Talking about Jesus with my daughter, I told her that Jesus was willing to obey God by dying on the cross, but he didn’t want to. I said that to encourage her that she needed to decide to obey even when it was hard. It was a good discussion.
Trouble was, I was later that day in my kitchen, needing to clean something yucky, and thinking, “I don’t really want to do this.” Then I thought of Jesus praying in the Garden of Gethsemane, saying, “Not my will, but thine.”
I need to remember this more often.
Linda Phillips says
Michelle, Your post caught my attention. The passage of Scripture dealing with Christ in the Garden often has been misunderstood so that now the comment you made to your daughter has become the most commonly understood interpretation. If we would really think about what it would mean for Christ to not want to do something His Father wanted Him to do, we’d realize that would be inconsistent with His nature. My husband has written an article dealing with the interpretation of that passage on his blog. I believe it would be a help to you and your readers.
Linda Phillips says
Michelle, I realized I needed to include the link to the actual article not just the blog address. Here is that link. https://faiththeologyministry.wordpress.com/2010/03/13/gethsemanes-cup/
Linda, Thanks for posting the link to your husbands blog post. I’ve been thinking on it all week! I realized after I posted that I really did need to follow this conversation with my daughter, and my blog post, with some more thoughts. I agree with Gordon that people can make too much of the physical suffering of Christ, and imagine him as weak and uncertain in the hours before his death. This is clearly not what Scripture is teaching. But I’m still not convinced that Jesus’ prayer at Gethsemane was answered by God removing the “cup” of which he spoke. Nevertheless, it is enough for me to acknowledge that Jesus learned obedience by the things he suffered (from Hebrews 5:8). I think we all agree that Jesus was aware of the difficulty of his role in becoming sin for us. It was simply this idea that I wanted to convey to my daughter– that Jesus obeyed God, even to the death, even when it was difficult. I referred to the prayer in Gethsemane simply as a means of illustrating that bearing our sins in his body on the cross was not something of little weight or difficulty.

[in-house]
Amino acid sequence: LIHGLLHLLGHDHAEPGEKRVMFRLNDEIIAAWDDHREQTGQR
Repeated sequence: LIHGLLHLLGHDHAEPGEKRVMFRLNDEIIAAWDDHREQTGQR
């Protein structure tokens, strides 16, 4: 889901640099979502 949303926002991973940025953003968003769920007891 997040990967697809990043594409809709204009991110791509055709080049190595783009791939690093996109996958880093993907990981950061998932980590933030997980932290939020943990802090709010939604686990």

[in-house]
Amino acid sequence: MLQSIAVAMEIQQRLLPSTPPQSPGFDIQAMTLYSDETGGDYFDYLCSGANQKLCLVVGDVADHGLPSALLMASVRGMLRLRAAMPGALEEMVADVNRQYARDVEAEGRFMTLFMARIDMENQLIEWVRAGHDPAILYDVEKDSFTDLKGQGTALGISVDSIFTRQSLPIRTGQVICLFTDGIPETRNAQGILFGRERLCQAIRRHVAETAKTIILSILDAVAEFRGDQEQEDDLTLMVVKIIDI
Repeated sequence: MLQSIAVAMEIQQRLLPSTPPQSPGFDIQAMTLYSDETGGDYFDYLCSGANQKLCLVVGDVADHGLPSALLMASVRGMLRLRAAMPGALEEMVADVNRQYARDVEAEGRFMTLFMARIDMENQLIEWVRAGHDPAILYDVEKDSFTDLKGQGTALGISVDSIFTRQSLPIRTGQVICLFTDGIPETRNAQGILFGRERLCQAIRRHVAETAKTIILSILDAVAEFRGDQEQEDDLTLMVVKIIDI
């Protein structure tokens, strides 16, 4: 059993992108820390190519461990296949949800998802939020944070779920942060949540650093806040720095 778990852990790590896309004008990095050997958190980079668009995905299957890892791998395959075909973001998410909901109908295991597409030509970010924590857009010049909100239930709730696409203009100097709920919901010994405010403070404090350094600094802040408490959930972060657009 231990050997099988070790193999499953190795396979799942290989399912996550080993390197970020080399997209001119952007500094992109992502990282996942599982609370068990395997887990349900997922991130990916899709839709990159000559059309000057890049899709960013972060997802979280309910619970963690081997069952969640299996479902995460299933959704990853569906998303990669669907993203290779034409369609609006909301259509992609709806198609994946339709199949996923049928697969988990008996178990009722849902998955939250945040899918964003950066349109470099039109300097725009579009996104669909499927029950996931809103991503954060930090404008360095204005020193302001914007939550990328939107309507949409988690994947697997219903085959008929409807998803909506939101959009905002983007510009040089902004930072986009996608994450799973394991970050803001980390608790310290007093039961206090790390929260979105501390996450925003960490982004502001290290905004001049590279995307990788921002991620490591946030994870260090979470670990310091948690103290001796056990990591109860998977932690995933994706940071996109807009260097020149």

What I wished I had shared with her, and which I did later, was Hebrews 12:2-4
Looking unto Jesus the author and finisher of our faith; who for the joy that was set before him endured the cross, despising the shame, and is set down at the right hand of the throne of God. For consider him that endured such contradiction of sinners against himself, lest ye be wearied and faint in your minds. Ye have not yet resisted unto blood, striving against sin.
What caused Jesus to endure the cross was the joy set before him, and that is likewise our motivation for obedience– putting aside the sin and the weights that so easily beset us. That clarified I think any confusion I might have caused.
Thanks for helping me think through this more carefully! It’s great to hear from you, btw! Hope it’s not too cold yet up there!